Mack Chicago and the Employee Benefit Plan first argue that the plaintiff's complaint insufficiently pleads exhaustion of administrative remedies. The court first notes that the ERISA statute is silent as to whether exhaustion of administrative remedies is a prerequisite to bringing a civil action. Powell v. AT&T Communications, Inc., 938 F.2d 823, 825 (7th Cir. 1991). Furthermore, the Seventh Circuit has held that the decision to require exhaustion is a "matter within the discretion of the trial court." Id.; Kross v. Western Electric Co., Inc., 701 F.2d 1238, 1244 (7th Cir. 1983). Given the public policy benefits that go along with the requirement of exhaustion, particularly encouraging the private resolution of ERISA-related disputes, Powell at 826, the court believes that the plaintiff in this case should exhaust his administrative remedies before filing suit. Secondly, the court notes that the plaintiff has alleged in paragraph 14 of his complaint that he "has exhausted all administrative remedies provided for by the [employee benefit] plan." Since the federal courts employ notice pleading, the plaintiff's allegation is sufficient for purposes of a Rule 12(b)(6) motion to dismiss. If the defendants discover that the plaintiff has not fulfilled the requirement of exhaustion, the defendants should file a motion for summary judgment.
Mack Chicago and the Employee Benefit Plan next argue that Count II of plaintiff's complaint lacks the prima facie elements of a claim for promissory estoppel. The court recognizes that a party asserting estoppel must show that: "(1) the opposing party knowingly misrepresented or concealed a material fact; (2) the complaining party, not knowing the truth, reasonably relied on that misrepresentation or concealment; (3) the complaining party suffered detriment; and (4) the complaining party had no knowledge or convenient means of ascertaining the true facts which would have prompted it to react otherwise." Krawczyk v. Harnischfeger Corp., 41 F.3d 276, 280 (7th Cir. 1994) (citing Loyola Univ. of Chicago v. Humana Ins. Co., 996 F.2d 895, 902 (7th Cir. 1993)). Again, however, for purposes of a Rule 12(b)(6) motion, the plaintiff has adequately put the defendants on notice that he has asserted a promissory estoppel claim under the federal common law. Therefore, defendants' second ground is also rejected.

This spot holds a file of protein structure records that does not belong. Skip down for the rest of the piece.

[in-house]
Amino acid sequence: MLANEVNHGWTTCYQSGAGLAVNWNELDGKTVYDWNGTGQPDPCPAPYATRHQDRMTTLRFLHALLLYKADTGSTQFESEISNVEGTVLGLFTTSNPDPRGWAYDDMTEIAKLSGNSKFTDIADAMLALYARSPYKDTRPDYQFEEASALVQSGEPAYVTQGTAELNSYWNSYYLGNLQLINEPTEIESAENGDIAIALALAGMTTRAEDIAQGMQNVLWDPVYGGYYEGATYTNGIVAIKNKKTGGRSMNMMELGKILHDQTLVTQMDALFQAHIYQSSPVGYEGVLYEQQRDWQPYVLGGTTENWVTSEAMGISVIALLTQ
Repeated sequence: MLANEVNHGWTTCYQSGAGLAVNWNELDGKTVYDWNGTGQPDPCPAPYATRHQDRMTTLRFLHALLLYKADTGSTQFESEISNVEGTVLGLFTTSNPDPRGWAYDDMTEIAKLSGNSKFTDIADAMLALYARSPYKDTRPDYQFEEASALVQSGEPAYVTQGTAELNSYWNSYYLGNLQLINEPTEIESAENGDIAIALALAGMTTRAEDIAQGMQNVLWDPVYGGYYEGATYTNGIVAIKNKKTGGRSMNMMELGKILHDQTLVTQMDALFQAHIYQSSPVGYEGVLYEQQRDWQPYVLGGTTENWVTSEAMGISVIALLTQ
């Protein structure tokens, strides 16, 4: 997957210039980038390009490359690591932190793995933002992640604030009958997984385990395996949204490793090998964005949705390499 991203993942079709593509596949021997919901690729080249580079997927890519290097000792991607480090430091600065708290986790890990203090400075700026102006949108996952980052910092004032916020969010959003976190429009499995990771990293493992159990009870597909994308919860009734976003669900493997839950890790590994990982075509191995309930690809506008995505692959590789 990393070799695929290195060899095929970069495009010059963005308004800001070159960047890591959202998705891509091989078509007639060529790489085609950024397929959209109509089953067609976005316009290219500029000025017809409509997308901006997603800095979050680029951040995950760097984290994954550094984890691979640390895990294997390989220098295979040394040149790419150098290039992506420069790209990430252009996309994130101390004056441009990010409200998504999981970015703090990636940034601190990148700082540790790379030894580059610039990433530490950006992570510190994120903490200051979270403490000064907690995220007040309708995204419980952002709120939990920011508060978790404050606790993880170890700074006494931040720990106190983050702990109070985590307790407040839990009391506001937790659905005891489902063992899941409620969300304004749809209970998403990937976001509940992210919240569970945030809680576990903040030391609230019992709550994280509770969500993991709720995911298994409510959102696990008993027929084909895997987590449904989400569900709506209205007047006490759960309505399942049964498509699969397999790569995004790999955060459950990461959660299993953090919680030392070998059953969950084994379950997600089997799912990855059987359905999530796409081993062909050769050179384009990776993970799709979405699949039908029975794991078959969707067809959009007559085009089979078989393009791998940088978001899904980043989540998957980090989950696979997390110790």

All three defendants also move to dismiss Count II on the basis that oral modification of coverage are not sufficient to support a claim for promissory estoppel in connection with ERISA. The law in this circuit is clear that the explicit language of the ERISA statute does not allow oral modifications of ERISA-governed plans. Pohl v. National Benefits Consultants, Inc., 956 F.2d 126, 128 (7th Cir. 1992); Bartholet v. Reishauer A.G. (Zurich), 953 F.2d 1073, 1078 (7th Cir. 1992). It is an open question in this circuit, however, whether all oral communications concerning ERISA plans are attempted "modifications" of the plans, and therefore unenforceable. Thomason v. Aetna Life Ins. Co., 9 F.3d 645, 650 (7th Cir. 1993). The court specifically notes instances where the provisions of the employee benefit plan are ambiguous and representations are made to the employee that might be considered oral interpretations of the plan. Id., Greany v. Western Farm Bureau Life Ins. Co., 973 F.2d 812, 821 (9th Cir. 1992); Kane v. Aetna Life Ins., 893 F.2d 1283, 1285-86 (11th Cir.), cert. denied, 498 U.S. 890, 111 S. Ct. 232, 112 L. Ed. 2d 192 (1990). Therefore, the court holds that estoppel principles can be applied to certain ERISA actions and holds that, for purposes of a Rule 12(b)(6) motion, plaintiff has stated a claim.
Next, defendant New World argues that it cannot be held liable under Section 502(a)(1)(B) of ERISA, 29 U.S.C. § 1132(a)(1)(B), because it is not the employee benefit plan itself. While the court agrees that suits under this section may be brought only against the plan entity, see Lampen v. Albert Trostel & Sons Co. Emp. Welfare Plan, 832 F. Supp. 1287, 1290 (E.D. Wis. 1993), the court also recognizes that what controls in determining the viability of a claim is the complaint's factual allegations and not the legal label that has been invoked by the pleader. Licciardi v. Kropp Forge Div. Employees Retirement Plan, 772 F. Supp. 1069, 1071 (N.D. Ill. 1991). Therefore, because the plaintiff in this case may also bring suit against fiduciaries under ...